Are you taking care of yourself?

When you’ve had a really stressful day, week, or even month, or things just aren’t going right in your life for whatever reason, it’s easy to lapse into a routine of sulking, bingeing on unhealthy foods or alcohol, watching trashy TV all day and all night, and generally feeling sorry for yourself.

While it’s okay to spend a little time wallowing in your emotions, it’s important to not let that take over our lives – you can still take care of yourself despite the stress and drama you’re dealing with. I’m often reminded of this by friends and family, and I’m thankful that I can keep that balance. Here are a few ways you can make sure you’re taking care of yourself:

Pamper yourself. Go get a massage, a hair cut, a mani/pedi, or some other body refresher. Even if you aren’t glowing on the inside, an updated look or relaxation treatment usually makes you feel better.

Buy yourself a gift. Stop in your favorite bookstore to get that new bestseller you’ve been eyeing, or pick your first item of new spring attire. Maybe it’s even something like ordering a new bedspread, a great workout DVD, or a cookbook full of your favorite food recipes.

Exercise. There’s nothing like going on a long run in the sunshine and crisp air outside. Or maybe it’s playing some tennis, taking a yoga class, or trying Zumba (because apparently that’s the hot thing right now). Working out increases endorphins, which will benefit you physically, and is a great attitude adjustment.

Eat healthfully. Try to keep your eating habits regular and keep up with lots of fruits, veggies and protein – all items that will keep your natural defenses in check, and make you feel good. Make a yummy sandwich, or create your own pizza to add some fun to your routine, and that way you won’t slip into the ordering in/takeout/cereal rut.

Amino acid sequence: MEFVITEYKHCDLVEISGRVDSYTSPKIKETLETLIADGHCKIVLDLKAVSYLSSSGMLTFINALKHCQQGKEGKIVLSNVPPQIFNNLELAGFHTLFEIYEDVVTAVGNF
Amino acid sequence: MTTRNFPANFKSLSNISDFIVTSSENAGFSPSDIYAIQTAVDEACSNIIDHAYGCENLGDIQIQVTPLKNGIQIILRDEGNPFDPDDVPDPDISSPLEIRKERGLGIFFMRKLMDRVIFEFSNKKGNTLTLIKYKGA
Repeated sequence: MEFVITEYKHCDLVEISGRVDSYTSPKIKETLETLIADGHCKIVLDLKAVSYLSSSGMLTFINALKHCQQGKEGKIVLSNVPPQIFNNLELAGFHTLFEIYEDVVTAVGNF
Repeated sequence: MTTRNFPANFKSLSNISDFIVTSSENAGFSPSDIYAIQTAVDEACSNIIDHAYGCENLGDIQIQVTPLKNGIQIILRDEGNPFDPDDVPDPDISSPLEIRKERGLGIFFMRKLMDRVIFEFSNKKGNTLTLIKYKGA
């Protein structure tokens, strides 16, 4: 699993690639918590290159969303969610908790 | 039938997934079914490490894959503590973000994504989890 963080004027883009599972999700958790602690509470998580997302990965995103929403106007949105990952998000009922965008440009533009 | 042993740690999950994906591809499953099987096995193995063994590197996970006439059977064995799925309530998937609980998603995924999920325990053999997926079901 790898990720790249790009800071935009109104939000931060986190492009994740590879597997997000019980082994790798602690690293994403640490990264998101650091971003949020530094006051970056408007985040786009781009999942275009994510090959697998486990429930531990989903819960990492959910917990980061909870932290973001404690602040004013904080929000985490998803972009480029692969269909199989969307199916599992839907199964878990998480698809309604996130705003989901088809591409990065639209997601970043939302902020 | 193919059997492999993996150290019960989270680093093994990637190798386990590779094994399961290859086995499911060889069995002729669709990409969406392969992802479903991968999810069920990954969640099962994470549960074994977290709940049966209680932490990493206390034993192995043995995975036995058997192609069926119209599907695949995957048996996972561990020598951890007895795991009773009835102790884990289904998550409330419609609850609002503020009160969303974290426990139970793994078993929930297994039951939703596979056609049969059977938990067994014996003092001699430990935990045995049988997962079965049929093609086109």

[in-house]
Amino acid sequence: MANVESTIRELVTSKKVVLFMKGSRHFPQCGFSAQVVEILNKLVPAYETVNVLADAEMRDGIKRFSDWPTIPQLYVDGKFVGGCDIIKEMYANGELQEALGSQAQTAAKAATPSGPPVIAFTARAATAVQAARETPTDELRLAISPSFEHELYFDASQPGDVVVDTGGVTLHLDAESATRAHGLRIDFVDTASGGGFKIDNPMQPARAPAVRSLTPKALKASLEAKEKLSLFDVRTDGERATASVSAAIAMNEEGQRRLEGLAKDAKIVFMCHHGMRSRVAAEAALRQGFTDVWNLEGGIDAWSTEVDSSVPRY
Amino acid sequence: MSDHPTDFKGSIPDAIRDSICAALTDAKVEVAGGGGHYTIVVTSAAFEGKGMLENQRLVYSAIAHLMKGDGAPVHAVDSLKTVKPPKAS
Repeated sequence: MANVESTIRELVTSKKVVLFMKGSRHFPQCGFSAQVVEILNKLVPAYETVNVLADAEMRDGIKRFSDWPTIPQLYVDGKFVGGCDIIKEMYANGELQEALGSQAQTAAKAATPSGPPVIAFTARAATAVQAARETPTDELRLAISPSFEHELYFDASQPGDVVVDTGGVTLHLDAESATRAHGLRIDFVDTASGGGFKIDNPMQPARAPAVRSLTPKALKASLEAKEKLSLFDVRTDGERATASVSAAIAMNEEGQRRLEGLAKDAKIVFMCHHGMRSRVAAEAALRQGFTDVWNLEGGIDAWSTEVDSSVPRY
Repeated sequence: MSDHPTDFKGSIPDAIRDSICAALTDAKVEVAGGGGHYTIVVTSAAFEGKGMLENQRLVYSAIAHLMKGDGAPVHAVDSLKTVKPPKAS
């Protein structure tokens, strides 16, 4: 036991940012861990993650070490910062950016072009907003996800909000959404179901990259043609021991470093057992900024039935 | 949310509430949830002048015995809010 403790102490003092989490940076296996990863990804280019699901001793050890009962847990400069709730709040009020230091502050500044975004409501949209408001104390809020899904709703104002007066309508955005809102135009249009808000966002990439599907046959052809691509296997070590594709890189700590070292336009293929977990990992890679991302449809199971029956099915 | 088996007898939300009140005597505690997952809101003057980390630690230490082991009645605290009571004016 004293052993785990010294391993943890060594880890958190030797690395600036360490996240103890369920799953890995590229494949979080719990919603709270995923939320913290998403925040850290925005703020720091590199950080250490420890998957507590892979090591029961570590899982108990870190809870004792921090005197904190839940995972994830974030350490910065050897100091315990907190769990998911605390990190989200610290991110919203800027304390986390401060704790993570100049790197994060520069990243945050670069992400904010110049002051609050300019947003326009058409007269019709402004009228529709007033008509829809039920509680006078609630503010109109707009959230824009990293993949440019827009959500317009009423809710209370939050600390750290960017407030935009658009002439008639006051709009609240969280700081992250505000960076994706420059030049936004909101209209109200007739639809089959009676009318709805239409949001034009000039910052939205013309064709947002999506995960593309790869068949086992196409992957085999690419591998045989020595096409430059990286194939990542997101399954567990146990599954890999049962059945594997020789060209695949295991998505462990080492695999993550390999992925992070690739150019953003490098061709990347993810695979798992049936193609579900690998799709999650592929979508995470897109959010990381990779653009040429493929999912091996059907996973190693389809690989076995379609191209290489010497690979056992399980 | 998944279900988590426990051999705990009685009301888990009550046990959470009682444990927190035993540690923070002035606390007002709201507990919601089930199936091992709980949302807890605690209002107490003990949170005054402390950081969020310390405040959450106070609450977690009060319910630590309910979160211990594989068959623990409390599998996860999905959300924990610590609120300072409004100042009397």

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Relaxation brings reflection

We’re all doing it right now – the days of 2008 are coming to an end, and as we’re sitting around trying to take a breath after the holidays, putting away decorations, catch up on the piles of magazines, and we’re doing a little thinking. What happened this year? What will next year bring? What changes do I want to make, if any?

At least that’s what I’m doing. I’ve been “home” in Cincinnati with my parents for over a week and have another week left. It’s funny, because my parents always ask if I want to do anything fun while I’m home, but honestly, I prefer to just keep doing what we’re doing – watching old Law & Orders, having coffee and relaxing with our dogs, seeing some movies, that sort of thing. Rather selfishly, I don’t even like giving up my time of doing what most people would call “nothing,” to hang out with a couple old friends in the area, despite earlier plans to do so.

There’s a lot that’s been going through my mind lately and many things I’ve been trying to figure out. I’m constantly wading through those old bad memories from years ago of a father who didn’t seem to want me, of friends who suddenly weren’t friendly, and so forth. As much as I try to let it go and move on, I can’t. And I’ve come to accept that if I don’t do something about it, it will continue to affect my life and all my current and future relationships in a damaging way – and I don’t want that either. You’ve read in my past entries that overall, life is good with the new job and new place. But even with that, there are some things that just don’t go away until we do something big and life-changing about it. For me, the first part has been realizing that I can’t do it alone.

I’ve had a lot of little moments lately, what Oprah in her magazine likes to call “Aha!” moments. Mine run the gamut, including things like omg I’ve gained 10 lbs and need to lose it ASAP, to why am I not volunteering for Habitat for Humanity to build homes for those hit by Katrina – my real hometown area, nonetheless? Then it’s other things like, damn, I can’t believe I just blew up at my boyfriend for no reason or how did I not realize I was acting like that at work?

My parents always joke that they’re boring. Looking in from the outside, one might agree, considering their social calendar isn’t exactly booked. But then again, mine isn’t either. I tend to spend much of my time just like they do – reading, watching old movies, and just hanging out. But those are the times when I have those Ahas, when I’m not thinking about my work to do list or who do I need to call or what errand do I need to take care of tomorrow. In a week, I’ll be ready to return to DC, and jump into 2009. And then I can turn my Ahas from thoughts to actions.